In the biological removal of phosphorous, some microbes in activated sludge can take up larger amount of P than required for their growth and store it intracellularly in the form of polyphosphate under cyclic anaerobic and aerobic conditions which is subsequently removed from the process as a result of sludge wasting. Anreactor configuration provides the PAO with a competitive advantage over other bacteria, wherein PAO are encouraged to grow and consume phosphorous. The reactor configuration in comprised of an anaerobic tank and an activated sludge activated tank. PAO can still survive with P-limited condition by modifying their metabolism, making it as a highly adaptable group of microorganisms
GAOs are a group of functionally and numerically important bacteria found in EBPR plants that are also capable of anaerobic VFA uptake and conversion to PHA. GAOs do not release P anaerobically, nor do they take up P aerobically, hence they do not contribute to P removal. They instead hydrolyze glycogen as their sole source of energy for anaerobic VFA uptake.
Candidatus ‘Competibacter phosphatis’, and two other GAOs of the Alphaproteobacteria phylum (closely related to Defluvicoccus vanus and to Sphingomonas respectively), are distinguished by its ability to assimilate substrate anaerobically for PHA synthesis, but incapable of accumulating P aerobically.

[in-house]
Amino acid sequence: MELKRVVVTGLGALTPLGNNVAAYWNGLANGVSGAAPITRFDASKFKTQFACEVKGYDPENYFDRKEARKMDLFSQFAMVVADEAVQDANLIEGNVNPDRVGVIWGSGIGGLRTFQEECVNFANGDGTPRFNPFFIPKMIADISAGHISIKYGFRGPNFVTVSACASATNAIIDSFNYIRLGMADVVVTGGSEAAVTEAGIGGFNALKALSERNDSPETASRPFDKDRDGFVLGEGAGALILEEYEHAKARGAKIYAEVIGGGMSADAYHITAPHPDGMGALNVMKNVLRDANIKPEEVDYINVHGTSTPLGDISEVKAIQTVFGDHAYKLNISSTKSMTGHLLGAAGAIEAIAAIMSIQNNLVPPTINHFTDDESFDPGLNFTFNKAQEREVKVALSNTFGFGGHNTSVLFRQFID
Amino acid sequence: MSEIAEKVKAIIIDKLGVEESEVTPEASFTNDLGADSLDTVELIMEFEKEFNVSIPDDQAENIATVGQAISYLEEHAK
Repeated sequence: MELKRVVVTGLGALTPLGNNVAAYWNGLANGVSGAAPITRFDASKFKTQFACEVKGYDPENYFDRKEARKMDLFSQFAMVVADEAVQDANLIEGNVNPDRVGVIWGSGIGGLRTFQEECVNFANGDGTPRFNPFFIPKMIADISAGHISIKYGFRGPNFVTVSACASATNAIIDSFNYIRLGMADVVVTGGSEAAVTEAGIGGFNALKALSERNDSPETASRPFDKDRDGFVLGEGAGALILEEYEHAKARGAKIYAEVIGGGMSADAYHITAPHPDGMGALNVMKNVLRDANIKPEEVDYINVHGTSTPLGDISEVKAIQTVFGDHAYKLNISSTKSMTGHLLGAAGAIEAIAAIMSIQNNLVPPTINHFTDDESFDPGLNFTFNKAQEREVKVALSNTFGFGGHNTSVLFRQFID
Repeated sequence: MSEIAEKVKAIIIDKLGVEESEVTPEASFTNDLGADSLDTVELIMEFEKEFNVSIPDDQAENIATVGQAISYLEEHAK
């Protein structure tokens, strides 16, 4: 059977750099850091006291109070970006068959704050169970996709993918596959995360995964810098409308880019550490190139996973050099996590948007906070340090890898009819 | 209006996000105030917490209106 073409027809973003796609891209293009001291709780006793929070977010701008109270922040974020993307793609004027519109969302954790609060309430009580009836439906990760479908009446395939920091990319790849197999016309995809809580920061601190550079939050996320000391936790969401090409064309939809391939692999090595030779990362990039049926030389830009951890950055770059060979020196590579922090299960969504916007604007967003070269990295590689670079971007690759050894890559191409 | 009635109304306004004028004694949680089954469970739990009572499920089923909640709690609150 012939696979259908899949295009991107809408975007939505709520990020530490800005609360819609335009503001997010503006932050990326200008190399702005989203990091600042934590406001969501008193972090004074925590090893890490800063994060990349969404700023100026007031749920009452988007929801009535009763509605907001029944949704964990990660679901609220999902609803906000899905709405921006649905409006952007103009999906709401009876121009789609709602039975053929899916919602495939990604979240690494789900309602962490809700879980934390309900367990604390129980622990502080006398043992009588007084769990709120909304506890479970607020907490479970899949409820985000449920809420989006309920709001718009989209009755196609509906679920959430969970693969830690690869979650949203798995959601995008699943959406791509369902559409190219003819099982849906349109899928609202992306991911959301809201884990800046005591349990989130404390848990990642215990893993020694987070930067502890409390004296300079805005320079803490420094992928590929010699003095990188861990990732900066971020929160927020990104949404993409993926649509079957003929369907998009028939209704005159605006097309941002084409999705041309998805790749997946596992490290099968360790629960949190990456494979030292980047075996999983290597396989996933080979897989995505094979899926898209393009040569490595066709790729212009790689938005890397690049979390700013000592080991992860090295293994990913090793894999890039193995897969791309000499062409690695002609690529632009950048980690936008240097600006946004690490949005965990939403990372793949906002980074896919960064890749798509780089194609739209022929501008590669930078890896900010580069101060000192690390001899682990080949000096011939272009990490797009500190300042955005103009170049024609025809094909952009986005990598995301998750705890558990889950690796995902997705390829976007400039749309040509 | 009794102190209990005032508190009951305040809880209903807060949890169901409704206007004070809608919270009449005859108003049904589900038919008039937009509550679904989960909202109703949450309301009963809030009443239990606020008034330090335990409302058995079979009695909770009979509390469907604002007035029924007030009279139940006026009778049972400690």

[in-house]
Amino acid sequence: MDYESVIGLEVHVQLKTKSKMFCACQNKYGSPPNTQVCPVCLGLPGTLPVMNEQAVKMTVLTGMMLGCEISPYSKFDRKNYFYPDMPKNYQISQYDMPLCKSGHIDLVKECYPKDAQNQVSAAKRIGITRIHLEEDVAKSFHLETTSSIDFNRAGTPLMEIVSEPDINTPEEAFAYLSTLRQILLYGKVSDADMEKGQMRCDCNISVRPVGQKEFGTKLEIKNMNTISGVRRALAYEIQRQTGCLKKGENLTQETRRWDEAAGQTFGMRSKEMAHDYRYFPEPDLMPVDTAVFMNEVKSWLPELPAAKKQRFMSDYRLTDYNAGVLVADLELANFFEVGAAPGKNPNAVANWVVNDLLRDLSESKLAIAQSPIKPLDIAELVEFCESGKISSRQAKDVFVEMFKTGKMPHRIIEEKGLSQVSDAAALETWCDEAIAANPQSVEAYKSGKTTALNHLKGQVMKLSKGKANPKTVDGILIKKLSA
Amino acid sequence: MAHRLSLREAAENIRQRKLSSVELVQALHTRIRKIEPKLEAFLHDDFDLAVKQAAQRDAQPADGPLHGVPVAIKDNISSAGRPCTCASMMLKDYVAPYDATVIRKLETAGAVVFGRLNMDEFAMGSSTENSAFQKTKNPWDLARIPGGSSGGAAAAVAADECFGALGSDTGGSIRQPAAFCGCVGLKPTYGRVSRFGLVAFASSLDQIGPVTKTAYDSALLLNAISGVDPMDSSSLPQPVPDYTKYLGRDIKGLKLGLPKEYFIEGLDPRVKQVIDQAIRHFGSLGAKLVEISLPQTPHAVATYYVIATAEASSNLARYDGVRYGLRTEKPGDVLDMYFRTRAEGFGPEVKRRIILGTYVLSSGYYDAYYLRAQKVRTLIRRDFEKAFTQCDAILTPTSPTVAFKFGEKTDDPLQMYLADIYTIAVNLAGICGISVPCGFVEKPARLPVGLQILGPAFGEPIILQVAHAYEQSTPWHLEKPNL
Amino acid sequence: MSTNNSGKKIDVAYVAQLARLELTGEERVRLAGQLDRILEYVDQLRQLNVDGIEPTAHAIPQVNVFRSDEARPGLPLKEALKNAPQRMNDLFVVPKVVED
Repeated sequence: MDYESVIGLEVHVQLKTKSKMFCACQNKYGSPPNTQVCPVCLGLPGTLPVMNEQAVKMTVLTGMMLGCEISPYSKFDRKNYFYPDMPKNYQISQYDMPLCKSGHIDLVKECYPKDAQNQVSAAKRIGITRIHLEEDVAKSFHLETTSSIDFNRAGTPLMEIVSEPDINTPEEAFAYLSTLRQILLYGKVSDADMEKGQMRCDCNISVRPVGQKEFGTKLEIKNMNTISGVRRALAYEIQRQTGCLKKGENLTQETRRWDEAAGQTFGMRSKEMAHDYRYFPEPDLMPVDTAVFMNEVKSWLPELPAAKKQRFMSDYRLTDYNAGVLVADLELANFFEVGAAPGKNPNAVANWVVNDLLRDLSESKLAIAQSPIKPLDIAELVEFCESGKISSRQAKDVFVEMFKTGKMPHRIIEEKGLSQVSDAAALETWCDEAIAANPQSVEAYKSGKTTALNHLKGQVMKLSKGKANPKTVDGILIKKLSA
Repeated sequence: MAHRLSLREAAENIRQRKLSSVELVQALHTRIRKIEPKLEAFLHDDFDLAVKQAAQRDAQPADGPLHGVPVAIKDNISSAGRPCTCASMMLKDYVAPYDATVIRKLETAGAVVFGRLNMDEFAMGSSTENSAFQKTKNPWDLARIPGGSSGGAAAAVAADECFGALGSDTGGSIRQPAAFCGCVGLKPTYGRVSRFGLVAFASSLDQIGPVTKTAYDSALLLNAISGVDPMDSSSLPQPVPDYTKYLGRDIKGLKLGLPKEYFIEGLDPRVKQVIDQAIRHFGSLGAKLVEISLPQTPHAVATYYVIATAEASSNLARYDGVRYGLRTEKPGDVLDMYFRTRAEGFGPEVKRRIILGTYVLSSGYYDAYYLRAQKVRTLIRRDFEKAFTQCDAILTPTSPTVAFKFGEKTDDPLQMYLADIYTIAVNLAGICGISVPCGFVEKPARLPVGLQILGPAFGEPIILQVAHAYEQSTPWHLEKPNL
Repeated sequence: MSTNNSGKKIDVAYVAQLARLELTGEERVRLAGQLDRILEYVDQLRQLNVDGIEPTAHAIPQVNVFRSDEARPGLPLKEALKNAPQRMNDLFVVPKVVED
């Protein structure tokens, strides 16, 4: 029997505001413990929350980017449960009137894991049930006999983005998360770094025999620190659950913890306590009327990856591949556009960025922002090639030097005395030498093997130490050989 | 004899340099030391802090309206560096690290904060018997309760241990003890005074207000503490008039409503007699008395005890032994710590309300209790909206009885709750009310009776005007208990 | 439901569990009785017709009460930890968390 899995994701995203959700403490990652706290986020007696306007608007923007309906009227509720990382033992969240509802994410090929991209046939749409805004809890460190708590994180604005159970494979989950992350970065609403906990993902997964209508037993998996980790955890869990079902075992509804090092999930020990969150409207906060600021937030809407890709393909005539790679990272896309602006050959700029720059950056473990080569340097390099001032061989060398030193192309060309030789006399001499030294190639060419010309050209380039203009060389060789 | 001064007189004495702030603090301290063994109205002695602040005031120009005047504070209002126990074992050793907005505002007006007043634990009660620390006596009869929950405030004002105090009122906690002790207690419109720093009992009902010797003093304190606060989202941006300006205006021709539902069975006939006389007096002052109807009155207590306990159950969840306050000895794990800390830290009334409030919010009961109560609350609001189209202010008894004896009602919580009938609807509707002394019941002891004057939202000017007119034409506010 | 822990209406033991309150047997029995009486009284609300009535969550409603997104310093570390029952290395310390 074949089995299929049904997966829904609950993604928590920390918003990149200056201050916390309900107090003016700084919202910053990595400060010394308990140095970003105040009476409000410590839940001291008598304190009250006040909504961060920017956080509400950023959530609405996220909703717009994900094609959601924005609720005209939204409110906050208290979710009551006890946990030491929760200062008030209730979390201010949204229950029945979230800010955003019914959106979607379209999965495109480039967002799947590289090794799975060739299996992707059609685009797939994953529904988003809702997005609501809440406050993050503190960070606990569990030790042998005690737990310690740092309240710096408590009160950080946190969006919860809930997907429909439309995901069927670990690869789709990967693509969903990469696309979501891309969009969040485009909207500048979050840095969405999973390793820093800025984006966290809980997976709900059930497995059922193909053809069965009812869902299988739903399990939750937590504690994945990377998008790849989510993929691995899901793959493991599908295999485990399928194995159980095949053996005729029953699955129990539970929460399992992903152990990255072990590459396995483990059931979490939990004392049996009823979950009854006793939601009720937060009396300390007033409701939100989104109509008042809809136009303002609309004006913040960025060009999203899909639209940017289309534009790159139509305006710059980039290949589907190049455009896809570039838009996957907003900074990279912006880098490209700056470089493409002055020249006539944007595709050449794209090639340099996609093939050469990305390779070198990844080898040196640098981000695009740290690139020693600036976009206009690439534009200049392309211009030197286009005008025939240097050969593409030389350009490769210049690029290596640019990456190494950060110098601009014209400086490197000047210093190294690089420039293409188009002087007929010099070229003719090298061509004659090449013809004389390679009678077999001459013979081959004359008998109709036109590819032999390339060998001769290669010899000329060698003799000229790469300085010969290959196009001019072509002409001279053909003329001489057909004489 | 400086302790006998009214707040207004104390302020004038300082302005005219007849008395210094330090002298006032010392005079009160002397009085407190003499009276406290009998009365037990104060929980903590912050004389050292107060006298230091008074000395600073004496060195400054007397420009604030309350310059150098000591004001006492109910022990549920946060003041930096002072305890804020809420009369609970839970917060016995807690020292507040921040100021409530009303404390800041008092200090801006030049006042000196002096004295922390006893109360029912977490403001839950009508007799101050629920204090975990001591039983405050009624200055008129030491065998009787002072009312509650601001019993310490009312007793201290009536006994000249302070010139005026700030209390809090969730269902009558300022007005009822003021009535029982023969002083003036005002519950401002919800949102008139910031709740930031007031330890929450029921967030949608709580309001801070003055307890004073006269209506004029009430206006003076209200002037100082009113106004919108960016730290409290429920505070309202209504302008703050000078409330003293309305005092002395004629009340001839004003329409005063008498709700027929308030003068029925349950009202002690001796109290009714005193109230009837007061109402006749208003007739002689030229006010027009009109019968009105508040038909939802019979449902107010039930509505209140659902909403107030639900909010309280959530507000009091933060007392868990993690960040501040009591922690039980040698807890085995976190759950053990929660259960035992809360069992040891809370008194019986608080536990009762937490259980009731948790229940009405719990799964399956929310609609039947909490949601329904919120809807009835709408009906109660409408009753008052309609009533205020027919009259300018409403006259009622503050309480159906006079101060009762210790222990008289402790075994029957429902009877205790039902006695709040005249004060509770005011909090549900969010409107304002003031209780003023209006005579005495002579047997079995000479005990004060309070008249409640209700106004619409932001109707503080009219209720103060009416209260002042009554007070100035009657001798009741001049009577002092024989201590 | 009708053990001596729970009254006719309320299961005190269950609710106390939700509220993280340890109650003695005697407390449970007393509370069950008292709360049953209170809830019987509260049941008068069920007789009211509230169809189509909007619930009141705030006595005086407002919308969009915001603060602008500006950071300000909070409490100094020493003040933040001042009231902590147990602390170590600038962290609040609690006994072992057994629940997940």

Polyphosphate accumulating organisms (PAOs) release phosphorus anaerobically during volatile fatty acid (VFA) uptake and excessively take up phosphorus aerobically.
The selection of PAOs over GAOs would result in more efficient and reliable EBPR processes. An important factor to impact on the balance between PAO and GAO is the concentration ratio of influent organic carbon to orthophosphate (COD/P ratio). A high COD/P ratio may reduce the growth of PAOs leading to proliferation of the GAO. Thus a low COD/P ratio (10-20 mgCOD/mgP) favors the growth of PAO, although an adequate amount of COD must still be provided to achieve high P removal performance in EBPR systems.
Furthermore, each GAO community displays different preferences for acetate and propionate uptake. Thus, one strategy to eliminate GAO competition involved regular switching of the carbon sourcAnother factor which controls the population of GAO and PAO is . A high pH has been reported to advantageous to PAO and a low pH (<7.0) the GAO (Oehmen et al., 2007). It has been widely reported that EBPR performance deteriorates at elevated temperature (> 20°C), hypothesized to result from a shift in the community from PAO to GAO e from acetate to propionate.